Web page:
What surprises me most about the Pew report on American Jews is that anybody is surprised.
The report points to a series of phenomena that are well known in the world today: identity fragmentation, radical free choice, embracement of diversity, and the breakdown of organizational and ideological loyalties.
Jews are, according to the witticism, like everybody else, only more so. For many of these phenomena, we are the canary in the coal mine, the early adopters and the over-adapters.
The report is not good or bad news. It shows us a reality we can’t ignore anymore. It is up to us to see the opportunities hidden in this new reality. There are a few things we should be thinking about here.
One, in a highly diversified community like ours, inclusiveness — of mixed marriages, of people with disabilities, of different sexual orientations, of different ideologies and levels of observance — is not optional.
Two, we need more avenues to Jewish identity. Those of us who grew up in communities where the main expressions of identity were secular (Zionism, Hebrew, arts and culture) are not surprised to learn that more than 30 percent of young American Jews do not identify as religious in any way. But it would be foolish for us to think that they have a weaker potential to identify themselves meaningfully as Jews.
If we don’t want to lose 30 percent of our people, we need to work much harder at developing alternative avenues for Jewish engagement. We significantly underinvest in Jewish culture as a way to foster Jewish identity.
One of the main tasks of Jewish leadership needs to be opening as many gateways as possible to Jewish life without being judgmental about which ones are more authentic. As the Talmud says, the Torah is a heart with many rooms. In a context of extreme uncertainty, we can’t foresee which ones will be successful in offering a good path for engagement.
Three, the Pew report shows that American Jews don’t see their identity in either/or terms. However, those of us in leadership positions usually do. In a world of fragmented, plural identities, we need to break loose from old definitions that condition our thinking and action. The concepts of religion, culture, nation and people are 19th-century ideas created to respond to the specific reality of European Christianity. They are not adequate (and never were) to describe the Jewish experience.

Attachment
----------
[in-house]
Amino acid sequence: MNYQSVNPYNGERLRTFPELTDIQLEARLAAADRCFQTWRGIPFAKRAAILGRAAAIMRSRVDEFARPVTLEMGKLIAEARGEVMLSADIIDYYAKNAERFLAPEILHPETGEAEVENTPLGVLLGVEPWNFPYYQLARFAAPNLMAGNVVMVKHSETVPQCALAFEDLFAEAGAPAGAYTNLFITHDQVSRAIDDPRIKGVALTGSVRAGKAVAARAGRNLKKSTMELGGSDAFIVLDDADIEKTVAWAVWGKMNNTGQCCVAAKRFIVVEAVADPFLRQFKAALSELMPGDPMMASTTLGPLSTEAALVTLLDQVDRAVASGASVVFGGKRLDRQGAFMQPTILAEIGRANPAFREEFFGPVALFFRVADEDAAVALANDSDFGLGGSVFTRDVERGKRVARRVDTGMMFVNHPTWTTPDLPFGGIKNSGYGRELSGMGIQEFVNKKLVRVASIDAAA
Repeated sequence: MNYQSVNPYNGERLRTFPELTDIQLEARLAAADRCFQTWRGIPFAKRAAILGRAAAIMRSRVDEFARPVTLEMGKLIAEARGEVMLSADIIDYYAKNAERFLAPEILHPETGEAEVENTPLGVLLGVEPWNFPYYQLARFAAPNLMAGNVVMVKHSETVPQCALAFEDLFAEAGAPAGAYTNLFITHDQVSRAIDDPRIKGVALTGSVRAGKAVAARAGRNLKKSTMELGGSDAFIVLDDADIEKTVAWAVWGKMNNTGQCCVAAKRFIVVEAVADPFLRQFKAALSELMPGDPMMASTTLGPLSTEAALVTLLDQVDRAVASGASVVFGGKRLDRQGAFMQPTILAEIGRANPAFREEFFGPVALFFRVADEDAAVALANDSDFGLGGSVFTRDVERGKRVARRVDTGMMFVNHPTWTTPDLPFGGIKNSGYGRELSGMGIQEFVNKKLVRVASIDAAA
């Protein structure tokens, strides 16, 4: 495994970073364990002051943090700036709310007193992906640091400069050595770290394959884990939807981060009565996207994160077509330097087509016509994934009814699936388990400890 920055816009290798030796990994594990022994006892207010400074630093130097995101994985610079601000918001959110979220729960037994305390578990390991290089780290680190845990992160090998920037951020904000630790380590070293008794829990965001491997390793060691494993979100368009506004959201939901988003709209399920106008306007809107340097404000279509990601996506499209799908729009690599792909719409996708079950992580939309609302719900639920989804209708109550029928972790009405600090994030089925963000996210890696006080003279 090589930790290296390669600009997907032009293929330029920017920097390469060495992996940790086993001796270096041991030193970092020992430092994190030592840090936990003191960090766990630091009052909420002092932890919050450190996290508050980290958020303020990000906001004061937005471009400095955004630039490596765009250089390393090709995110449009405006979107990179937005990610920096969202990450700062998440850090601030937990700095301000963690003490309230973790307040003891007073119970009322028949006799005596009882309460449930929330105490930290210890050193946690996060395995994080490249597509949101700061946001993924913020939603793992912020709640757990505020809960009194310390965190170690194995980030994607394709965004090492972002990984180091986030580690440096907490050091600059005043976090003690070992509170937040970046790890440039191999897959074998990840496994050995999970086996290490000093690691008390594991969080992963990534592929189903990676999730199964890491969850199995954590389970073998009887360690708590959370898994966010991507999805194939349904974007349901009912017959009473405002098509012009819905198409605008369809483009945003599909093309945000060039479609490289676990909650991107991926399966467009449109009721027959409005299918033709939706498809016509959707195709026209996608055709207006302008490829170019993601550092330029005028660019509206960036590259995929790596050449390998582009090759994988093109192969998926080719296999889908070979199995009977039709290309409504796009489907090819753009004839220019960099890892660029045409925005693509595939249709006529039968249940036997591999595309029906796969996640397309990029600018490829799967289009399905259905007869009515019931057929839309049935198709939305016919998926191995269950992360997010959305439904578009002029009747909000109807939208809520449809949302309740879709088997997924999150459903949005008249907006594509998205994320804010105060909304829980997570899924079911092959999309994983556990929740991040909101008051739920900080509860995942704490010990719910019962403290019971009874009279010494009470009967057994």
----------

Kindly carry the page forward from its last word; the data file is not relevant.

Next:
Things shouldn’t be either/or in terms of communal funding. We shouldn’t invest in culture at the expense of investments in education or synagogue life. Rather, we should look at the synergies that will materialize if we stop looking at those areas as unconnected silos.
Skeptics will say that hard choices must be made because resources are scarce. But excluding any part of Jewish expression will only shrink the pie further. We should not look at funding as a zero-sum game because new initiatives and matching grants can bring new philanthropic resources to the community.
Four, Jewish organizations in many cases are stuck in paradigms inherited from the Industrial Revolution. They are pyramidal, centralized, top-down structures that rely heavily on the loyalty of their constituents and donors.
Yet Jews don’t think in terms of organizational loyalty anymore. Pew and other reports show that Jews don’t give to organizations but to causes. Organizations need to see themselves as tools for donors and users rather than vice versa.
The Pew report shows that this is a time of bubbling creativity in the Jewish community. Rather than announcing doom, the report could spur us to create mechanisms that capture and catalyze that energy. We have to address the critical question of what Judaism as a culture, religion and civilization has to offer to those of us who yearn for meaning in an uncertain world.
Answering the question of why be Jewish is just as important as how to be Jewish.
Andres Spokoiny is the CEO of the Jewish Funders Network.